alterate Idiotic for alter (or similar words). • You must not alterate the button in any way. No changes to the graphics of the button or its size are allowed. USE alter. [In the Wings] • The only way of getting a glimpse of it is shutting down normal perception and entering alterate states of consciousness, when the sense of unity with Ultimate Reality can be experienced. USE alter. [Revelation and Knowledge in Christianity] • Accidentals are added to the numbers if you alterate them by appending -, ! and +. USE alter. [LilyPond] • In order to alterate this field, the user has to change a display setting for the composition window. USE alter. [News Readers]

Some people have a fondness for adding suffixes like -ate or -ity or -ster to words they either don't know the correct forms of or hope to add some small weight to. Alterate is not a word; alter is. More ... 

Back  Elegant English

We all know far too well how to write everyday English, but few of us know how to write elegant English — English that is expressed with music as well as meaning, style as well as substance. The point of this feature is not to suggest that people should try to emulate these examples of elegant English but to show that the language can be written with grace and polish — qualities that much contemporary writing is bereft of and could benefit from.

Of Mr Bentham himself we shall endeavour, even while defending ourselves against his reproaches, to speak with the respect to which his venerable age, his genius, and his public services entitle him. If any harsh expression should escape us, we trust that he will attribute it to inadvertence, to the momentary warmth of controversy, — to anything, in short, rather than to a design of affronting him. Though we have nothing in common with the crew of Hurds and Boswells, who, either from interested motives, or from the habit of intellectual servility and dependence, pamper and vitiate his appetite with the noxious sweetness of their undiscerning praise, we are not perhaps less competent than they to appreciate his merit, or less sincerely disposed to acknowledge it. Though we may sometimes think his reasonings on moral and political questions feeble and sophistical — though we may sometimes smile at his extraordinary language — we can never be weary of admiring the amplitude of his comprehension, the keenness of his penetration, the exuberant fertility with which his mind pours forth arguments and illustrations. However sharply he may speak of us, we can never cease to revere in him the father of the philosophy of Jurisprudence. He has a full right to all the privileges of a great inventor: and, in our court of criticism, those privileges will never be pleaded in vain. But they are limited in the same manner in which, fortunately for the ends of justice, the privileges of the peerage are now limited. The advantage is personal and incommunicable. A nobleman can now no longer cover with his protection every lackey who follows his heels, or every bully who draws in his quarrel: and, highly as we respect the exalted rank which Mr Bentham holds among the writers of our time, yet when, for the due maintenance of literary police, we shall think it necessary to confute sophists, or to bring pretenders to shame, we shall not depart from the ordinary course of our proceedings because the offenders call themselves Benthamites. — Lord Macaulay, Westminster Reviewer's Defence of Mill More ...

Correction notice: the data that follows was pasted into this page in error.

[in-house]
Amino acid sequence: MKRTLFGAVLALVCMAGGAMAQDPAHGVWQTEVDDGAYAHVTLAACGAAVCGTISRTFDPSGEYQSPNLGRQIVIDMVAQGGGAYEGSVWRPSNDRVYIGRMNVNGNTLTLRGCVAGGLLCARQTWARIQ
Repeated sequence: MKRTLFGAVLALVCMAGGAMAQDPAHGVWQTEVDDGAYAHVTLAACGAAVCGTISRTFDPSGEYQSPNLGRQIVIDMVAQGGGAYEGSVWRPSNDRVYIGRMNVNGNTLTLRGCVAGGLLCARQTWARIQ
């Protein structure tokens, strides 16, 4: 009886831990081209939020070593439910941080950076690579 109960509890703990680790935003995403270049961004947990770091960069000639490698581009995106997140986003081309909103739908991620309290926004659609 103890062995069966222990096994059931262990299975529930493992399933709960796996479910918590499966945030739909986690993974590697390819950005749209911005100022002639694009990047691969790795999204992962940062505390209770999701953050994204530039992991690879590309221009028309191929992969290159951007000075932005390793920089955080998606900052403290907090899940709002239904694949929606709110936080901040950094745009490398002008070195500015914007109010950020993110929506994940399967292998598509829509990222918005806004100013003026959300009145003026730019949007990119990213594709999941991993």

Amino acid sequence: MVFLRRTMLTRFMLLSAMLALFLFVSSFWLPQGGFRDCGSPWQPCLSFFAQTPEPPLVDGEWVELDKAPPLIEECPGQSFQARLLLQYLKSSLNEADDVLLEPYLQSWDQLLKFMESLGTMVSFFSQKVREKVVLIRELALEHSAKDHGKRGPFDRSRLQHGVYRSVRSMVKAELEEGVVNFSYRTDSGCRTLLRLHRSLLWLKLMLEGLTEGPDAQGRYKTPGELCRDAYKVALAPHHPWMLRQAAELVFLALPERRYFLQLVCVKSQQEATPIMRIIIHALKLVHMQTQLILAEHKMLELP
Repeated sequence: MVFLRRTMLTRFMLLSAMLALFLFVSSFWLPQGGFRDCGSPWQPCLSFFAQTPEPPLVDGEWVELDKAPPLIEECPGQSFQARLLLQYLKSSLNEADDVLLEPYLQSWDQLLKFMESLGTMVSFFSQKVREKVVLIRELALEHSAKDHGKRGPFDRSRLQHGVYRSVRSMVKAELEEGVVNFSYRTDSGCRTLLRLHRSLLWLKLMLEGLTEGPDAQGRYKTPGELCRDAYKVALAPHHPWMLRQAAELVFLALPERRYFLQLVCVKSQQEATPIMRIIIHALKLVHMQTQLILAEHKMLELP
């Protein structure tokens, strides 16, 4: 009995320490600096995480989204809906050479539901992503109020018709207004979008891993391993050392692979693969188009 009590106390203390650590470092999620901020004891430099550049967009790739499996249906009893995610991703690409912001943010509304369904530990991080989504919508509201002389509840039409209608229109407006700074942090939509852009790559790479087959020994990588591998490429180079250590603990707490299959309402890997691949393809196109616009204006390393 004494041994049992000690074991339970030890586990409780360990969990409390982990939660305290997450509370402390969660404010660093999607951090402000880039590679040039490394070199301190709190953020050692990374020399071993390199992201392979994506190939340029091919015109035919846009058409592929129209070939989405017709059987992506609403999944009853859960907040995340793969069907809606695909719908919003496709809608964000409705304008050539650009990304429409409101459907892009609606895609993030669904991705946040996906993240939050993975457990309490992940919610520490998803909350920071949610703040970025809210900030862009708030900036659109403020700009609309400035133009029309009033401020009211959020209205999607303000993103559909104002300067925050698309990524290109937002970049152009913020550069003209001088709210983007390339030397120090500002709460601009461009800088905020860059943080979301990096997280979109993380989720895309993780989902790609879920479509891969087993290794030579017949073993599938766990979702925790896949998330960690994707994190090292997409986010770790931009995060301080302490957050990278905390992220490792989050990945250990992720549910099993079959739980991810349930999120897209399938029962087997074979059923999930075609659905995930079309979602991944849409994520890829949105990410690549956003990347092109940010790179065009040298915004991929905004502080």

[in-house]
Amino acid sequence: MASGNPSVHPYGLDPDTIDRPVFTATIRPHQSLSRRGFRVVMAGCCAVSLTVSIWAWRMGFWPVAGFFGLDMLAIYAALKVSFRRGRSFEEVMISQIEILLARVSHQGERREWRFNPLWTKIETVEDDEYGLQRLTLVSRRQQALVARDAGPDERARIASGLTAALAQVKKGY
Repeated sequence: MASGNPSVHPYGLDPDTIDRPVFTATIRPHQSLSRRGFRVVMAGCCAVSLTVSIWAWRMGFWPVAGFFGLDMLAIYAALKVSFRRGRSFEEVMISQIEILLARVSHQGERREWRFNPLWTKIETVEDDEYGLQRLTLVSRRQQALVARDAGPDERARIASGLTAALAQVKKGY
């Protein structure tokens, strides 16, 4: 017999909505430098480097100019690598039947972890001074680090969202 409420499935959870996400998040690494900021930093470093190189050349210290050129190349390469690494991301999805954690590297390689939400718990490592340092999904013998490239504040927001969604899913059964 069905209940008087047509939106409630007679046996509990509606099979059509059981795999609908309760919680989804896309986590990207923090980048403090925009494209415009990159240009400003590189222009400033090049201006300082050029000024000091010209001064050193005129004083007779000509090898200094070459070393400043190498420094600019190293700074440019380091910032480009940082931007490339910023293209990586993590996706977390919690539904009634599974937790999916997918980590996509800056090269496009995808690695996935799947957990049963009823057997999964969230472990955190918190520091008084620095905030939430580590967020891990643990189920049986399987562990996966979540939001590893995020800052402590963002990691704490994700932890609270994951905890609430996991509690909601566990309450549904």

Back  On Dimwitticisms

Whereas a witticism is a clever remark or phrase — indeed, the height of expression — a "dimwitticism" is the converse; it is a commonplace remark or phrase. Dimwitticisms are worn-out words and phrases; they are expressions that dull our reason and dim our insight, formulas that we rely on when we are too lazy to express what we think or even to discover how we feel. The more we use them, the more we conform — in thought and feeling — to everyone else who uses them.

lowest common denominator For some — copycat journalists, delicate marketing people, and feeble-minded social scientists perhaps — lowest common denominator is a long-winded, short-sighted way of avoiding more telling words. • Instead of disseminating the best in our culture, television too often panders to the lowest common denominator. REPLACE WITH worst. • If you fear making anyone mad, then you ultimately probe for the lowest common denominator of human achievement. REPLACE WITH nadir. • In that environment, each show tried to appeal to the lowest common denominator. REPLACE WITH masses. • So movies must imitate the familiar and be pitched to the lowest common denominator, causing most of them to be flat, stale and familiar. REPLACE WITH dull-minded. More ... 

Back  Clues to Concise Writing